Save the Data

The roles of the service provider and customer in cloud security

Cloud computing can be traced back to the 1950s (with its ancestors, mainframe computing and time sharing, and the later development of virtualisation). It really took off with the advent of high-speed, broadband Internet connection during the first decade of the 2000s and has since been growing exponentially. As the market gains ever more popularity, Mathieu Weber and Jarry Xiao of TekID look into the issues surrounding cloud security.

According to Gartner, the global cloud computing market totalled United States dollars (USD) 182.4 billion in 2018 and is expected to reach USD 249.8 billion in 2020.[1] The reason for this unprecedented growth is that more and more companies, big and small, are migrating from on-premise to cloud solutions (such as workload, communication, supply chain, Office 365 and Dropbox.). This is due in particular to the cost-effectiveness, ease of scaling-up, flexibility and almost unlimited resources and options of cloud computing. Currently, AWS (Amazon Web Services) still dominates with 47 per cent of public cloud market share at the time of writing, followed by Microsoft Azure with 22 per cent and Aliyun with eight per cent.[2]

If cloud solutions become standard, many companies will mainly consider the pros and ignore the cons when making the switch. While cloud computing indeed offers numerous advantages, the risks—which may arise if the service is not managed or controlled properly—must also be acknowledged.

What is cloud?

In simple terms, cloud is the delivery of computing services, resources and power (such as servers, storage, software, applications, databases, networking and analytics.) over the Internet, instead of through on-premise infrastructure or a computer hard drive. The main purpose of a cloud is to allow companies to perform tasks faster and more securely, while getting rid of often huge and costly server infrastructures.

There are three major cloud models: IaaS (Infrastructure as a Service), PaaS (Platform as a Service), and SaaS (Software as a Service).

  • IaaS gives you access to pre-configured hardware via a virtual interface and lets you manage your applications, runtime, middleware and operating system and data, by yourself.
  • PaaS gives you access to a platform and lets you develop, run and manage applications without the complexity of building and maintaining the infrastructure.
  • SaaS gives you access to a software (together with its maintenance and support) and lets you enjoy its service.

The SaaS model is understandably the most popular, as companies don’t have to worry about the technical side and can instead fully focus on their core business.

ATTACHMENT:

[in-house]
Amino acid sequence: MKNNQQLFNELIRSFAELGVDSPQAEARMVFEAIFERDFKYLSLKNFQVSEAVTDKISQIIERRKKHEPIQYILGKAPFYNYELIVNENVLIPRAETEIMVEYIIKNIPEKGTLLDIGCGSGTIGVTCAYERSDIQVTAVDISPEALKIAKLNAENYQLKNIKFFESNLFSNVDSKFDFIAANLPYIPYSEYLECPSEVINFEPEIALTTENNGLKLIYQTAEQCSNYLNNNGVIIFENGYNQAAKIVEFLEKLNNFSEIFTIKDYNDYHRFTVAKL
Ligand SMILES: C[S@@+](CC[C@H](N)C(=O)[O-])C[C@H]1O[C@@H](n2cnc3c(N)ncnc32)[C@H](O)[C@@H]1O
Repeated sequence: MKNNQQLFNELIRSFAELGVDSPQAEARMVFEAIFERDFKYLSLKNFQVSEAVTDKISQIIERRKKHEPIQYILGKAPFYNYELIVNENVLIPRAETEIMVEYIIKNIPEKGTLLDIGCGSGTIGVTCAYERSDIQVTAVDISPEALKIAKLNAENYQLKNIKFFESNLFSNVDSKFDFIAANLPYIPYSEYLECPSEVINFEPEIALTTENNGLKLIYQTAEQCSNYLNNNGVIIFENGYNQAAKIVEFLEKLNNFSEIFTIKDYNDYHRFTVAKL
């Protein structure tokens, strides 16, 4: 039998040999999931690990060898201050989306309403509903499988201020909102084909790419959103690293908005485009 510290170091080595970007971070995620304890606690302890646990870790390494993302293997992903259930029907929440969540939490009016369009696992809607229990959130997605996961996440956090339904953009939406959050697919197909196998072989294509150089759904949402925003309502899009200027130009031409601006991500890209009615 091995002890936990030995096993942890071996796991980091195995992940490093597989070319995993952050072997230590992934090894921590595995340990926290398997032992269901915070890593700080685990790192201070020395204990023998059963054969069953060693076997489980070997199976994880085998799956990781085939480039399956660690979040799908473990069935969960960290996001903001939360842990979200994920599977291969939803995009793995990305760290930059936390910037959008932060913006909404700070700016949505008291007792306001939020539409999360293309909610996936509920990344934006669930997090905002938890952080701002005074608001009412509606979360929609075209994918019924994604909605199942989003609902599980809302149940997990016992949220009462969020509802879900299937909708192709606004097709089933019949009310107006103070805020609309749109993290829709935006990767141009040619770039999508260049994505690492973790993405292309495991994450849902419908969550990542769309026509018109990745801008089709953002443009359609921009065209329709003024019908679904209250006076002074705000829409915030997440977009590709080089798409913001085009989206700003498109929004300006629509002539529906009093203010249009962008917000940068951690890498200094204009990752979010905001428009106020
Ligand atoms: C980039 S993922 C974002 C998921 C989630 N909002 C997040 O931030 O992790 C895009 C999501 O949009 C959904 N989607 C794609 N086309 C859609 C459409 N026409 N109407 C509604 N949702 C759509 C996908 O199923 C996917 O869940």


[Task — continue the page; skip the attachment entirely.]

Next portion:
Today, most cloud providers use a ‘pay as you go’model, which has proved extremely effective as it fits the needs of both small vendors and business giants: no flat subscription – customers only pay for what they use.

One can test different cloud service providers (as they often offer a trial period) before making a final decision. However, before migrating to a cloud, one still must take into account the associated security risks.

Who is responsible for cloud security?

“If people say, ‘if I sign with you, can you guarantee I won’t be hacked?’ If I say yes, I’m lying,”

Microsoft’s top cloud executive Scott Guthrie.[3]

Further illustrating this point, a growing number of staggering Cloud data breaches and related vulnerabilities have come to light in recent years, but who should be blamed? In most cases, such data breaches are due to misconfiguration or incorrect access control, despite cloud providers’ commitment to security accompanied by dedicated security teams and regular vulnerability patches.

In fact, most risks originate from customers’ lack of cloud security awareness. For example: in 2017, personal data on 198 million American voters was leaked due to the database being unintentionally made accessible to everyone on an open Amazon S3 storage server by the cloud customer.

“Through 2022, at least 95 per cent of cloud security failures will be the customer’s fault.”

 Jay Heiser, research vice president at Gartner, [4]

Cloud security is everyone’s business and cannot be shifted exclusively to the cloud provider: cloud customers also have a critical role to play.

What can cloud customers do to secure it?